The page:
In a hearing before Mr. Justice Coleridge the couple were found to be innocent victims of a fertility scam. The Judge said:
“Gullible they may well have been, dishonest they most certainly were not. They had no inkling of the scam in which they were involved and the light only dawned after the production of the DNA tests. That is the conclusion to which the police and the Local Authority each independently have come and I think they are right.”
In a further court appearance the couple succeeded in obtaining custody of Baby D. A representative of “Children and Families Across Borders” expressed concern about the decision and its potential impact on trafficking in babies:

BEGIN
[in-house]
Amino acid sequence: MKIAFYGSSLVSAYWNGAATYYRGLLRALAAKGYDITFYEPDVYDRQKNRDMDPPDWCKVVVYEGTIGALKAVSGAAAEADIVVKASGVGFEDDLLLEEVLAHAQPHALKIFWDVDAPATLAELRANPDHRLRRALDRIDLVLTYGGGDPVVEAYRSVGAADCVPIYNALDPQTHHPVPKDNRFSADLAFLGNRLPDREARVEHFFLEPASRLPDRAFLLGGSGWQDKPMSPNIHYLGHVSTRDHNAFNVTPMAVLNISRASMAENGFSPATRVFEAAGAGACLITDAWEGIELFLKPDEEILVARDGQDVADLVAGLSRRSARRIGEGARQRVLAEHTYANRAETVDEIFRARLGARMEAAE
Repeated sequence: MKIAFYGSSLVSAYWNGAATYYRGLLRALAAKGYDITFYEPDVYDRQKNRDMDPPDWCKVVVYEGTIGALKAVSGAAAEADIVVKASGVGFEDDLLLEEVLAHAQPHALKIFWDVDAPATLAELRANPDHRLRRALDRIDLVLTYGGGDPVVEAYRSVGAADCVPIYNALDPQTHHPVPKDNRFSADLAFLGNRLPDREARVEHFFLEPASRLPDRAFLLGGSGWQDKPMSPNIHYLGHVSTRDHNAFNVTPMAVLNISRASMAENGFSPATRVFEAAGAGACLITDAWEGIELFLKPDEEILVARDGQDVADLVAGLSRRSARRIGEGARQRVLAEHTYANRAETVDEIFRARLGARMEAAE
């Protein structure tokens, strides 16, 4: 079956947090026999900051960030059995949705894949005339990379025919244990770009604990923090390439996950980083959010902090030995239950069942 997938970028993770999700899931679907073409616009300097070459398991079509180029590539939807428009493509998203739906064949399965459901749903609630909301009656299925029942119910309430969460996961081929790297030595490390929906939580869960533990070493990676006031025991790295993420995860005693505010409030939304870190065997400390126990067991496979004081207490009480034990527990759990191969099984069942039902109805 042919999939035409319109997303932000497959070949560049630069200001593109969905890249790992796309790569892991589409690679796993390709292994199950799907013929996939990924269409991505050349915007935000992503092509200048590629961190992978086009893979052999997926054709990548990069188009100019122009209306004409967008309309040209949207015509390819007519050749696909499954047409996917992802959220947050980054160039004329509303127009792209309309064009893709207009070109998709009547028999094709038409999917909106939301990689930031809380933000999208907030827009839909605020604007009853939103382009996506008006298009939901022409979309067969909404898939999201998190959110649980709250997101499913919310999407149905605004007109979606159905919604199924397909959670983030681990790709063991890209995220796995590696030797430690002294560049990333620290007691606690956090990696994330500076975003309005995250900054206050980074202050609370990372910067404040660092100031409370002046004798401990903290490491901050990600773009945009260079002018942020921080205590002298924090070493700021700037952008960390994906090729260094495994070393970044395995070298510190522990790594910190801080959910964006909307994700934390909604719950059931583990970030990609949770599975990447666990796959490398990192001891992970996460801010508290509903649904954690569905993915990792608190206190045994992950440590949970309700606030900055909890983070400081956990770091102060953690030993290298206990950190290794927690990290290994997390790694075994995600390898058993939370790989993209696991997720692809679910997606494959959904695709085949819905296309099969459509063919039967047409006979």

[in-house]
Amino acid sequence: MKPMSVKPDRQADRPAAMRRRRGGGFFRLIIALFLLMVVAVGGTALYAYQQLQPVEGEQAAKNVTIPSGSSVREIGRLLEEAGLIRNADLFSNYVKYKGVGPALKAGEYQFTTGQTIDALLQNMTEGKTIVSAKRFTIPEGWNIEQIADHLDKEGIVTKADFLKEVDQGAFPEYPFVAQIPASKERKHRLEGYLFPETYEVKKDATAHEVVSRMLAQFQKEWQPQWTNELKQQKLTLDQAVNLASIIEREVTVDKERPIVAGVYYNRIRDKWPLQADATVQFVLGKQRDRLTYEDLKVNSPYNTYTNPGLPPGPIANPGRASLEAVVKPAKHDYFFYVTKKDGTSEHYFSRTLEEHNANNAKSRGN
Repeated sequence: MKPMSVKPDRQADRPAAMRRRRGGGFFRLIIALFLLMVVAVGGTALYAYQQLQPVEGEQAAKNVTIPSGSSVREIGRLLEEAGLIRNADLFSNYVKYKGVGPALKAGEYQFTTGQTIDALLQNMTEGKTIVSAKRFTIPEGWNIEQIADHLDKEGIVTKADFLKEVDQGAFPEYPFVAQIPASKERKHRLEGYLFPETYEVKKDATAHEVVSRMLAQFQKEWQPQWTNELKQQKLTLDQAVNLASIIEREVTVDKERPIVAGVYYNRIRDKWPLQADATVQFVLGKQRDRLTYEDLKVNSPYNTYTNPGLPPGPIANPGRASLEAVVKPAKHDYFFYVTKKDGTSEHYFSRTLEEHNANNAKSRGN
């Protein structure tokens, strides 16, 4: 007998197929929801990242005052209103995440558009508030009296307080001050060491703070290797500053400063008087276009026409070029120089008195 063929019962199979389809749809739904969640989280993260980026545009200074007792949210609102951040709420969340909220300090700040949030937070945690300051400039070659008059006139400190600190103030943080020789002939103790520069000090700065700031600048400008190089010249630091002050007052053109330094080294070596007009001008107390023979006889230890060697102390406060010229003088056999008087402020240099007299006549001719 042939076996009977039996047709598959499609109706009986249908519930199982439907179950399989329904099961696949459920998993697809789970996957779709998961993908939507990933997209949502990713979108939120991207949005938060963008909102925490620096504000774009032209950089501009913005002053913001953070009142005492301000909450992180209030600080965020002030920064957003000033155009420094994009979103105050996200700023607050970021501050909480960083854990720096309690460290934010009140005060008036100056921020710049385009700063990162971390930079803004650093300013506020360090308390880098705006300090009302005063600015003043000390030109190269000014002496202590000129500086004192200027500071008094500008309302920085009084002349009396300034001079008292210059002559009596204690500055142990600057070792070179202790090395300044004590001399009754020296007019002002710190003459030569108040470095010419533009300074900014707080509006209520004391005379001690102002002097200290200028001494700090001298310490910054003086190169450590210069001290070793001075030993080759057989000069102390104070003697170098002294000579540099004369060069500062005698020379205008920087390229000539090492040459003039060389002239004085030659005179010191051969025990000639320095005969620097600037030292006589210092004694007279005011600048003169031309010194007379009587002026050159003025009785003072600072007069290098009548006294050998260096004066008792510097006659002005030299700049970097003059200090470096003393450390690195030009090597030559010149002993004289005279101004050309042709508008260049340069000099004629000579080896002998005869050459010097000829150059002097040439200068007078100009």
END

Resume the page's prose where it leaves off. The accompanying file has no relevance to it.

“Behind every one of these children lies an actual birth mother. She has been coerced, she may have been kidnapped or raped. These children are not given up willingly”.
Lawdiva aka Georgialee Lang
Between 2007 and 2010 Mr. Marano’s interest in certain real estate investments in London England, where they had lived for most of their marriage, plunged from a value of $88 million dollars to a net loss of $10 million, an astonishing decrease, all on account of the world-wide economic disaster of 2008 and 2009.
As a result of Mr. Marano’s stupefying losses, his ex-wife was ordered to pay him an additional $5 million dollars from her share of the family pot. Needless to say, she took great objection to this outcome and launched an appeal of the order to pay.
Two year prior to their separation, Ms. Marano’s father, American entrepreneur John Bowes died leaving a substantial estate. He was the creator of both the hula hoop and the frisbee, which he sold to toy company Mattel in 1994 for $250 million. However, even before his passing, Ms. Marano was the beneficiary of a significant trust fund set up by him.